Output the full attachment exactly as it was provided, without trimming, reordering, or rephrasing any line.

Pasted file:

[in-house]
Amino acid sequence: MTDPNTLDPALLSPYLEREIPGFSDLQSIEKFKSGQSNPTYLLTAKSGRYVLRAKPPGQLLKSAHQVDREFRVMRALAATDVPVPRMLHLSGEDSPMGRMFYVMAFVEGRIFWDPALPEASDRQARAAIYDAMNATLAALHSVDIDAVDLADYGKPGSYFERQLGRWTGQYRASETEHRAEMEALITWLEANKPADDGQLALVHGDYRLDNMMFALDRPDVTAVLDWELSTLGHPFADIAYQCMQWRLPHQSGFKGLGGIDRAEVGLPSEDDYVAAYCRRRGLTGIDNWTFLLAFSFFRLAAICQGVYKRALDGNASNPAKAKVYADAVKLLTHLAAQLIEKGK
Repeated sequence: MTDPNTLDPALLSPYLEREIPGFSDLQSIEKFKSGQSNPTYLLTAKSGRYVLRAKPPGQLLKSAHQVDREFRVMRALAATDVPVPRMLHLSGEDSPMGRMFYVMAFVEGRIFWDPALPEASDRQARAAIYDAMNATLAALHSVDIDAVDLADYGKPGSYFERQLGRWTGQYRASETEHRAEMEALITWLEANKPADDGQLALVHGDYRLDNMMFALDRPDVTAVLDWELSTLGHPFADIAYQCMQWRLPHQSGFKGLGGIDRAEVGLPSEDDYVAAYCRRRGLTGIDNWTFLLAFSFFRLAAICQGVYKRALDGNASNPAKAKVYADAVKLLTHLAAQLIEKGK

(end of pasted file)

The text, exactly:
[in-house]
Amino acid sequence: MTDPNTLDPALLSPYLEREIPGFSDLQSIEKFKSGQSNPTYLLTAKSGRYVLRAKPPGQLLKSAHQVDREFRVMRALAATDVPVPRMLHLSGEDSPMGRMFYVMAFVEGRIFWDPALPEASDRQARAAIYDAMNATLAALHSVDIDAVDLADYGKPGSYFERQLGRWTGQYRASETEHRAEMEALITWLEANKPADDGQLALVHGDYRLDNMMFALDRPDVTAVLDWELSTLGHPFADIAYQCMQWRLPHQSGFKGLGGIDRAEVGLPSEDDYVAAYCRRRGLTGIDNWTFLLAFSFFRLAAICQGVYKRALDGNASNPAKAKVYADAVKLLTHLAAQLIEKGK
Repeated sequence: MTDPNTLDPALLSPYLEREIPGFSDLQSIEKFKSGQSNPTYLLTAKSGRYVLRAKPPGQLLKSAHQVDREFRVMRALAATDVPVPRMLHLSGEDSPMGRMFYVMAFVEGRIFWDPALPEASDRQARAAIYDAMNATLAALHSVDIDAVDLADYGKPGSYFERQLGRWTGQYRASETEHRAEMEALITWLEANKPADDGQLALVHGDYRLDNMMFALDRPDVTAVLDWELSTLGHPFADIAYQCMQWRLPHQSGFKGLGGIDRAEVGLPSEDDYVAAYCRRRGLTGIDNWTFLLAFSFFRLAAICQGVYKRALDGNASNPAKAKVYADAVKLLTHLAAQLIEKGK